Can facilitation save lives?
During a training session, I’ve found myself in a captivating survival exercise…
We were the only 6 survivors of a plane crash in the Canadian subarctic area. Before the plane drowned with all communication devices, we had time to save some equipment. Soaked and homeless, we had to agree on a survival strategy with the equipment that was left.
We were on our own in a deserted and hostile area.
Our task was to set a priority order on the equipment for our survival. First, we had to create our list, and then, thanks to communication, the entire group had to create another one and everyone had to approve it. Our survival was depending on our group cohesion and on the tools we put on our list.
Being a professional facilitator and passionate about the way groups work, I felt the need to help our group to succeed in this task.
From experience, a group has a better chance of succeeding if one of its members chooses to step back of the task to help others with communication and the working method so that everyone feels listened to.
While everybody was making their list, I thought about a visual canvas that I use when I am in an urgent meeting. This is why I structured the discussion like this.
Getting to know each other and their skills
When everybody was done with their list, I asked them to introduce themselves and to explain which skills or knowledge they have that could be useful for our survival. I also took the time to explain my job of group facilitator and ask them if I could be this group facilitator. Everyone quickly agreed.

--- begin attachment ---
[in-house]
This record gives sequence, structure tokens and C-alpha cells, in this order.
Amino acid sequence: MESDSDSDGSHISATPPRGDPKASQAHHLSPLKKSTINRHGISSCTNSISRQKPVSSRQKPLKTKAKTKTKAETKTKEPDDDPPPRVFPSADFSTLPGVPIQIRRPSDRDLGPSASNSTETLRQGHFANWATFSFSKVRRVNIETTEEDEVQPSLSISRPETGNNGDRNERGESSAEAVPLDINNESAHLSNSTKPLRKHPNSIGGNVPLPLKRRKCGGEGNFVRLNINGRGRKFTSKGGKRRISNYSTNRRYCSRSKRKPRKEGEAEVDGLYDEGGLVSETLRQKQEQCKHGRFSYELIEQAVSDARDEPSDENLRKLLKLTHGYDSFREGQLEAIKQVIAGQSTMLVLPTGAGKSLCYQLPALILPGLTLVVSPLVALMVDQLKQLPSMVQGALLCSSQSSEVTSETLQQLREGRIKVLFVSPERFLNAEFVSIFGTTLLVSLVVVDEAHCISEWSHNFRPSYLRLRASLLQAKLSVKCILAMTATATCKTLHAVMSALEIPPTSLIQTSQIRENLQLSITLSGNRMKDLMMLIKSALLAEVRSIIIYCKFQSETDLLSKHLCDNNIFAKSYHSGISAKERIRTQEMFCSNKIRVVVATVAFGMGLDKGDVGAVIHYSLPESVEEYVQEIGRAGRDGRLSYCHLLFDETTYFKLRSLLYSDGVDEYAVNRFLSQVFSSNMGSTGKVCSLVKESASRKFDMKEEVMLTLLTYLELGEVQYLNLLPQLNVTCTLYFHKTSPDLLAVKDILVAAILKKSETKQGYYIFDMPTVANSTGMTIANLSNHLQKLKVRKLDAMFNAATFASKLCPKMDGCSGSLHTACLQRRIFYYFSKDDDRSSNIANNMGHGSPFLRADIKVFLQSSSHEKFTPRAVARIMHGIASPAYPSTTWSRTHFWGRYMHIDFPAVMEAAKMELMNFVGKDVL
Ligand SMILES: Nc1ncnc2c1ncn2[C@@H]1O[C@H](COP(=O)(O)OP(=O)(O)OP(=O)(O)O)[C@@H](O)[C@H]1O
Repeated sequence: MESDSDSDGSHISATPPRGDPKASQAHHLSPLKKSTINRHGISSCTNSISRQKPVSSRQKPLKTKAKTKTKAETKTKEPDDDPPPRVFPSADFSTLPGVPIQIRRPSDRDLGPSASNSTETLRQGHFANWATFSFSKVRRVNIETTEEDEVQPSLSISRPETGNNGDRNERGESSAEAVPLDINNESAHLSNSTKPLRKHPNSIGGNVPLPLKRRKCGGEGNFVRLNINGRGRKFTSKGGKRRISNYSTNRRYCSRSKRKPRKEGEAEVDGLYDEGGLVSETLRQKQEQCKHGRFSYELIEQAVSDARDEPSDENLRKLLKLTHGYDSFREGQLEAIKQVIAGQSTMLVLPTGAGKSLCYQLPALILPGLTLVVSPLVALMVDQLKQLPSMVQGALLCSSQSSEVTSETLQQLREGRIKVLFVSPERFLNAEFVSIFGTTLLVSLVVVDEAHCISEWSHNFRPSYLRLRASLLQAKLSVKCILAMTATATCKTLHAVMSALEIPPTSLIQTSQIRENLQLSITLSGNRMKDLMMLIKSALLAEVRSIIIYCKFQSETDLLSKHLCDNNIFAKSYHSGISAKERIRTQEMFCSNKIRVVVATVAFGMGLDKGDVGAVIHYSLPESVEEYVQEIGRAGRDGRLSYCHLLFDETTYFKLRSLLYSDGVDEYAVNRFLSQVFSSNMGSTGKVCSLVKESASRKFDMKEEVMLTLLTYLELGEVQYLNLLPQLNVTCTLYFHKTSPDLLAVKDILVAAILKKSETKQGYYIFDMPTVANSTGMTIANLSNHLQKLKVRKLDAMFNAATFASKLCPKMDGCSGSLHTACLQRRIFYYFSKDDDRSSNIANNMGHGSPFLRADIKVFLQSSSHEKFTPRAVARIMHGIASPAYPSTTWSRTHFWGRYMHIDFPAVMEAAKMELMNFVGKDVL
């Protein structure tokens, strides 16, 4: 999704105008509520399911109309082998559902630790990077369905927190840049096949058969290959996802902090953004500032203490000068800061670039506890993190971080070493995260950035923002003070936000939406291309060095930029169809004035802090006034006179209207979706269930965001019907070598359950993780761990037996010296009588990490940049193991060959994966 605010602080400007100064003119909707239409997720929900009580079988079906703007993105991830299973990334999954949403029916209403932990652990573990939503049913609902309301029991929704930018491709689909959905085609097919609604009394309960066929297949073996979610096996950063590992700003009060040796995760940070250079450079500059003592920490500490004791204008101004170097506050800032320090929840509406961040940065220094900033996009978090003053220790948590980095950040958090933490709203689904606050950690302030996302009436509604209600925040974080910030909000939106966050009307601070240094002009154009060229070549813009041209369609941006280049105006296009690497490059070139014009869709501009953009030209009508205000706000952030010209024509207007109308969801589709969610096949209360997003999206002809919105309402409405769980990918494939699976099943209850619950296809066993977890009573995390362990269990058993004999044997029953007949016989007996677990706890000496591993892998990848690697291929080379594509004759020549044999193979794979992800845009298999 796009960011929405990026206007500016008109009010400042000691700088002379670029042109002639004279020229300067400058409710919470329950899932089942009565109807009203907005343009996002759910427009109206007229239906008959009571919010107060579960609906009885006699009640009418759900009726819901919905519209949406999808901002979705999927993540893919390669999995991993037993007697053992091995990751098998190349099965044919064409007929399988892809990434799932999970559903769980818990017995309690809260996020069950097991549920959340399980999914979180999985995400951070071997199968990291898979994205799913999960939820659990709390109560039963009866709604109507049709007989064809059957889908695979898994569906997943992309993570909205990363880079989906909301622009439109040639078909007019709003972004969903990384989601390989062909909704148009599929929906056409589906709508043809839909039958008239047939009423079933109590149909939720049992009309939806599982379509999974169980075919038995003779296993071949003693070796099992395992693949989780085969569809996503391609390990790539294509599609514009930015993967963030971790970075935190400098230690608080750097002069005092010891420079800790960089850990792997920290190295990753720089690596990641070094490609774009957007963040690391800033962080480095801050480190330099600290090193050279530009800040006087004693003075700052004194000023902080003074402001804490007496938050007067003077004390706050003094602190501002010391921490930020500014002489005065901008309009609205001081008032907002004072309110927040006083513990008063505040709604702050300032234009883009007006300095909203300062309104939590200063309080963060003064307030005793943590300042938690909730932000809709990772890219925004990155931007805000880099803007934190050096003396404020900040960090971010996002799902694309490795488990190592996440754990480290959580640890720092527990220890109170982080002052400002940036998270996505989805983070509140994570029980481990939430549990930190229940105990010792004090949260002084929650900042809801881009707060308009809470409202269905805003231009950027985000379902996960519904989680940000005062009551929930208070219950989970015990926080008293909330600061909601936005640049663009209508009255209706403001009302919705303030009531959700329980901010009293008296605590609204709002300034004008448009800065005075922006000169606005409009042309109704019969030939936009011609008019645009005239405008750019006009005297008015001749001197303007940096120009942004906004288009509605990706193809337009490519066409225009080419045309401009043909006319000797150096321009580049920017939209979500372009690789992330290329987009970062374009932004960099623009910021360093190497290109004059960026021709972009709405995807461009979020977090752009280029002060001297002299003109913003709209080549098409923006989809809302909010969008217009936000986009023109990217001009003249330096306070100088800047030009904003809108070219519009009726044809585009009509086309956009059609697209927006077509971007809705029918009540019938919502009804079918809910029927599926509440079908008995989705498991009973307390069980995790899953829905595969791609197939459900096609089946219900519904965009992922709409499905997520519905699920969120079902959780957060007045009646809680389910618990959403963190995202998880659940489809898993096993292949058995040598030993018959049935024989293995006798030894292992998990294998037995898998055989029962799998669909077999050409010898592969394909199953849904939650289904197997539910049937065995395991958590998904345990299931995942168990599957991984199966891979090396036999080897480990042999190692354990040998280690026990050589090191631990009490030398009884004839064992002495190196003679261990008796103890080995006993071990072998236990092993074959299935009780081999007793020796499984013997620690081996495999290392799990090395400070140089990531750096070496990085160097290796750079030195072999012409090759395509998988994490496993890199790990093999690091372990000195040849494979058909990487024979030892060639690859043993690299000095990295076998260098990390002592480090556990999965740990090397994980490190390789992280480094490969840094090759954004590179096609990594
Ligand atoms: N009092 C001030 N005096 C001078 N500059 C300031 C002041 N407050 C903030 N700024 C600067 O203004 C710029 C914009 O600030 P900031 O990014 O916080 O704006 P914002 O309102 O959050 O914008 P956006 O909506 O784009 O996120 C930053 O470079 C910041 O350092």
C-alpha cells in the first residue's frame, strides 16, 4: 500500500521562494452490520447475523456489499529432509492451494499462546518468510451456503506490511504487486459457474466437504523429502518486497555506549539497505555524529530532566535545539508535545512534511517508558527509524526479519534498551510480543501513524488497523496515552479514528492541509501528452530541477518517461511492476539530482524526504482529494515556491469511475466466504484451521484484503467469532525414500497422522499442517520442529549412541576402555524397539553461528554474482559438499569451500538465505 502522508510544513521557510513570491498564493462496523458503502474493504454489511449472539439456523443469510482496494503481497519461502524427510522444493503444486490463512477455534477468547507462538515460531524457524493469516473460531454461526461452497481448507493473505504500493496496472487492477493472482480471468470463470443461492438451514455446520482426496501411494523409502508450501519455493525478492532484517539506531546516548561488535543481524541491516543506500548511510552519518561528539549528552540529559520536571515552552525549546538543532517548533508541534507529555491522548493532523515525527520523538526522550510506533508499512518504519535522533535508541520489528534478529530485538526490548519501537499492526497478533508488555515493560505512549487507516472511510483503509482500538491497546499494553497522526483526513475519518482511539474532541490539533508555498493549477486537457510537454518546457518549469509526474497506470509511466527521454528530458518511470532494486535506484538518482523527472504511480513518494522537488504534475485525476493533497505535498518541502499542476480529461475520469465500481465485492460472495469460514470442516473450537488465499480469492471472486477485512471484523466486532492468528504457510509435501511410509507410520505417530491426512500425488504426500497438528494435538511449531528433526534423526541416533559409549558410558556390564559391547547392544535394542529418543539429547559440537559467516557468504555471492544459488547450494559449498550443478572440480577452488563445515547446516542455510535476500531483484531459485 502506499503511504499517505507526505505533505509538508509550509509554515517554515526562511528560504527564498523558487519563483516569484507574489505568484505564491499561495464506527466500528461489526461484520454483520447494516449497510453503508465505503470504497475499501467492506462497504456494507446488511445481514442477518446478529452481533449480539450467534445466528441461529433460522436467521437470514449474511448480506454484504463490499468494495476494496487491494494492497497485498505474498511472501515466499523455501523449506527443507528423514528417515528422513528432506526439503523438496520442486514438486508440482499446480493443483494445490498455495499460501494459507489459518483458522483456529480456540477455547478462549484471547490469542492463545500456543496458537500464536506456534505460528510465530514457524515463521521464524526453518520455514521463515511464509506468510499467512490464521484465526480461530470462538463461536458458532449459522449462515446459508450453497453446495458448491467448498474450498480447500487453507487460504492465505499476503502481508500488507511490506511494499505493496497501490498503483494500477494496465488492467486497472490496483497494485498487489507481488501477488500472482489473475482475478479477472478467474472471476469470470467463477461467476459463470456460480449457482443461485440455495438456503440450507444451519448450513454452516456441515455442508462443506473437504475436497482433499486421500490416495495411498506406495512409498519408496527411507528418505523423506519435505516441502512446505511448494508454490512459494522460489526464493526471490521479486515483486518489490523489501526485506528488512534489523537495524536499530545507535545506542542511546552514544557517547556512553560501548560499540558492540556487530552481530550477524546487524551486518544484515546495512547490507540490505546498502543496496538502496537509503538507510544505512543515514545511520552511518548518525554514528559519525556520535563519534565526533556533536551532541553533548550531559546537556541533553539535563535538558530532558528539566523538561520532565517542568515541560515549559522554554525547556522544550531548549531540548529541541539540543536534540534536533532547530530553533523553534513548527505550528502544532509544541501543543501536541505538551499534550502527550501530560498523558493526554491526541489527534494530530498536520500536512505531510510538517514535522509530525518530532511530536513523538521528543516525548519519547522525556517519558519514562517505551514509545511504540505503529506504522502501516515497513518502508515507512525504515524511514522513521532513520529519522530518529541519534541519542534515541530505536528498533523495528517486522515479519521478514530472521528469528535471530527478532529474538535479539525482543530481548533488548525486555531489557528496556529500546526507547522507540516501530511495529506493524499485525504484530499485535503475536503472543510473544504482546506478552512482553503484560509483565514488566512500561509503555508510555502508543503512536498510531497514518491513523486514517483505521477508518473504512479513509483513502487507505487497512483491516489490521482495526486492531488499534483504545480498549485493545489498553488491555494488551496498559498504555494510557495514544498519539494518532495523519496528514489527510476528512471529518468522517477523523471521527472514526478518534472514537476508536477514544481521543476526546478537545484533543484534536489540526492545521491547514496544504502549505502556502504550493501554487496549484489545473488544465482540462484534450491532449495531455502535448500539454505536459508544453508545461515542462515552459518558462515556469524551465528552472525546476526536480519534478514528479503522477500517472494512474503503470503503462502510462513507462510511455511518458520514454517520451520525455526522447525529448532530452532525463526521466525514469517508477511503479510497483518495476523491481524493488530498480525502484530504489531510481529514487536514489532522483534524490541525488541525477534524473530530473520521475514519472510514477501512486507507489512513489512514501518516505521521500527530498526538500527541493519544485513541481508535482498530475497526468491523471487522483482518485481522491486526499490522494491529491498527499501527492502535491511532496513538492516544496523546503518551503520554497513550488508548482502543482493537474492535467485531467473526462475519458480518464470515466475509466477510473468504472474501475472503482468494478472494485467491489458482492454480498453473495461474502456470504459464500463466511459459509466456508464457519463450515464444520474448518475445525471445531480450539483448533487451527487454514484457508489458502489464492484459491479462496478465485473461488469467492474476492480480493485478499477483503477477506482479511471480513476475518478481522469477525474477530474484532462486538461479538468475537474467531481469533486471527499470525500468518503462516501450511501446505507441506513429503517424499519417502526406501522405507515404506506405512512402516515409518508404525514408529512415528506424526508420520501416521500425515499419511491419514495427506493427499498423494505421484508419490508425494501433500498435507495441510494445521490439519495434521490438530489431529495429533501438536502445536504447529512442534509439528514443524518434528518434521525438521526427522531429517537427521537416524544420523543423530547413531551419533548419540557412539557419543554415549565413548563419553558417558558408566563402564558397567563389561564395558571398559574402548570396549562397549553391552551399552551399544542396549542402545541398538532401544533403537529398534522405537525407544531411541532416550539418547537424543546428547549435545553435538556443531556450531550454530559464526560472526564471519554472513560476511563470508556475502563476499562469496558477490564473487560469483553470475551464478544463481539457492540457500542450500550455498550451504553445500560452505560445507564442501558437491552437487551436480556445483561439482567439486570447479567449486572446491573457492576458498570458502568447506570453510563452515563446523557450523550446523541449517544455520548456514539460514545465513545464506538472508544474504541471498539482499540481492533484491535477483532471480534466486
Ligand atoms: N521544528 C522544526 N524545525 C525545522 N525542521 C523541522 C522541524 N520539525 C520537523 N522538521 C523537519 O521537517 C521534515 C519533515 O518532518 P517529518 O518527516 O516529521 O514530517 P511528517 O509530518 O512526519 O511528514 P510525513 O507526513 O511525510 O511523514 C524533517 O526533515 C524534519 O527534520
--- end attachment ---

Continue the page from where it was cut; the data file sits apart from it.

After the first round, we’ve realized that two people are first responders and that one person knows survival technics in a hostile area. The others knew how to make nodes, how to build things, and about the fauna and flora.
This step allowed us to create a feeling of trust between the different members of the group and for the rest of the exercise.
Situation analysis: Evaluation and risks priorities
The next step was to list and classify each risk so we could take care of them. First of all, we had to protect ourselves from the cold ( get dry and find shelter ), find access to food and drinkable water, a way to let people know where we are and a way to protect ourselves from wild animals.
The opinion of the first responders was decisive. However, encouraging the more silent people of the group to give their opinion was very useful because we got new information and survival strategies that made us improve our point of view on the situation.
Tools analysis and decision making
We then reviewed, one by one, each tool we had saved from the crash and we asked ourselves how could we use this object differently, what are all its use? That’s how objects that appeared useless at first became very useful when looking at them from another direction.
By proposing to create three categories of tools: the ‘useful for sure’, the ‘I don’t know’ and the ‘less useful’, we easily established a classification hierarchy. By inciting each survivor to give their point of view, we gave legitimacy to the classification.
Therefore, we quickly reached a consensus because we had a common vision of the situation and everyone’s opinion was taken into account during the development of our solution.
In short, we survived. Our list matched, with only a few exceptions, with the one established by survival experts. We got creative with some of the tools. This was just a fictional exercise, but if we compare our group with the second one, who did not have a group facilitator, this is what we’ve found :
|With a group facilitator||Without a group facilitator|
|The group kept their cool||The group was anxious, with people getting upset|
|A deep attitude of listening and respects toward each group member||Everyone wants to be right|
|Quick agreement on who took the facilitator position||Illegitimate taking of leadership|
|Functional and effective roles||Sterile shelter roles|
|Clear process||Chaotic process|
|Good situation analysis||Little situation analysis|
|Alternatives strategies are taken into account||The survivors don’t listen to each other|
This kind of situation can happen at any time during group meetings. What if, you too, had a group facilitator to help you save time, stay calm and increase your chance of succeeding? Want to discuss it?
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